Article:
Candida albicans biofilm formation

The ability of Candida albicans to adhere to surfaces and form mature biofilms is particularly problematic in patients with medical implants, such as catheters, artificial heart valves and joint replacements. Candida biofilms are highly antibiotic-resistant, complex cell communities that can serve as a reservoir of infection, since detached biofilm cells can disseminate to multiple body sites, resulting in life-threatening diseases like sepsis.

We study key properties of Candida-biofilms, e. g. initial adhesion or density under normoxia or hypoxia. Of particular interest are the local and temporal changes in the biofilm characteristics including pH variances or nutrient acquisition. In this context, we study single and mixed species biofilm formation on patient-derived central venous catheters.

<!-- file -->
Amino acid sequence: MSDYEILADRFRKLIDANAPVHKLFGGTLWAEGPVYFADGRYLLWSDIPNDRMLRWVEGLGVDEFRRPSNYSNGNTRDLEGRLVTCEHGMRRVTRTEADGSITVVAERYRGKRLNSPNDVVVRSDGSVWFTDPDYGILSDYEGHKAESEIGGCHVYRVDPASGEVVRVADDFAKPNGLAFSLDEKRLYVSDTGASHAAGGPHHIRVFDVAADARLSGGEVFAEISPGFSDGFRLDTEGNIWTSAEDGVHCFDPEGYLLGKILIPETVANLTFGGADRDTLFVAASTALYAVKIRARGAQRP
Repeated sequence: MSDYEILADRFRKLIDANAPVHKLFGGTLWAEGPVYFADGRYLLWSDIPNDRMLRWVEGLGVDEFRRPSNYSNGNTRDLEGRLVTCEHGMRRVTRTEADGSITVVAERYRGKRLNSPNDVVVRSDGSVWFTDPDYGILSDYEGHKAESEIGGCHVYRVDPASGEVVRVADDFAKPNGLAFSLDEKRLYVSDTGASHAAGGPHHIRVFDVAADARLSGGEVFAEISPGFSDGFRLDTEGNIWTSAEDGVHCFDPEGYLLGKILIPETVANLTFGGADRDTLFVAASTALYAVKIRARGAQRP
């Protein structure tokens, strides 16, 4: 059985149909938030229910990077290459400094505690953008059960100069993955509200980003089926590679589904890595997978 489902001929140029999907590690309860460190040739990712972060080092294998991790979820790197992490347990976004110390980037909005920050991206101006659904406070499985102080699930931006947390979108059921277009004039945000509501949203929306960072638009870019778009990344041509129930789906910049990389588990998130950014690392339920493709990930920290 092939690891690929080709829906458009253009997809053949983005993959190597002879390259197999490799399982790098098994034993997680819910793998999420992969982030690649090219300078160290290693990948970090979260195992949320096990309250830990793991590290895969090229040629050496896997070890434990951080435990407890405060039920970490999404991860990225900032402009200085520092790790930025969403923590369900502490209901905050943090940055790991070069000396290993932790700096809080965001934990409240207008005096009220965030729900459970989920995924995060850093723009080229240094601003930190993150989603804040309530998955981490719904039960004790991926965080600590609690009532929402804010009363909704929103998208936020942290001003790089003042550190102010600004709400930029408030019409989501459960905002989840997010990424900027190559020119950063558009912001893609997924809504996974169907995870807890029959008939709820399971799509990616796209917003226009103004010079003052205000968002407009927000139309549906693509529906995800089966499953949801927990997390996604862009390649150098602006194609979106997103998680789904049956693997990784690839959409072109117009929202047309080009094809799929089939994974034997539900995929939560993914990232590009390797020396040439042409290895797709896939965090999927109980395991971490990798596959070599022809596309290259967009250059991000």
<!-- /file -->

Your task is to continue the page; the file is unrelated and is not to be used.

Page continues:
Central venous catheters (CVC) are frequent sources of blood stream infections due to biofilm formation. We investigate C. albicans biofilm formation on CVC and aim to understand whether CVC-associated host and pathogenic factors contribute to the ability of C. albicans and other pathogens (e.g. Enterococcus feacalis) to form biofilms. (A) lateral hole of a CVC with C. albicans yeast cells and hyphae. (B) C. albicans and E. feacalis adhere to CVC surface (Electron microscopic center, University Hospital Jena)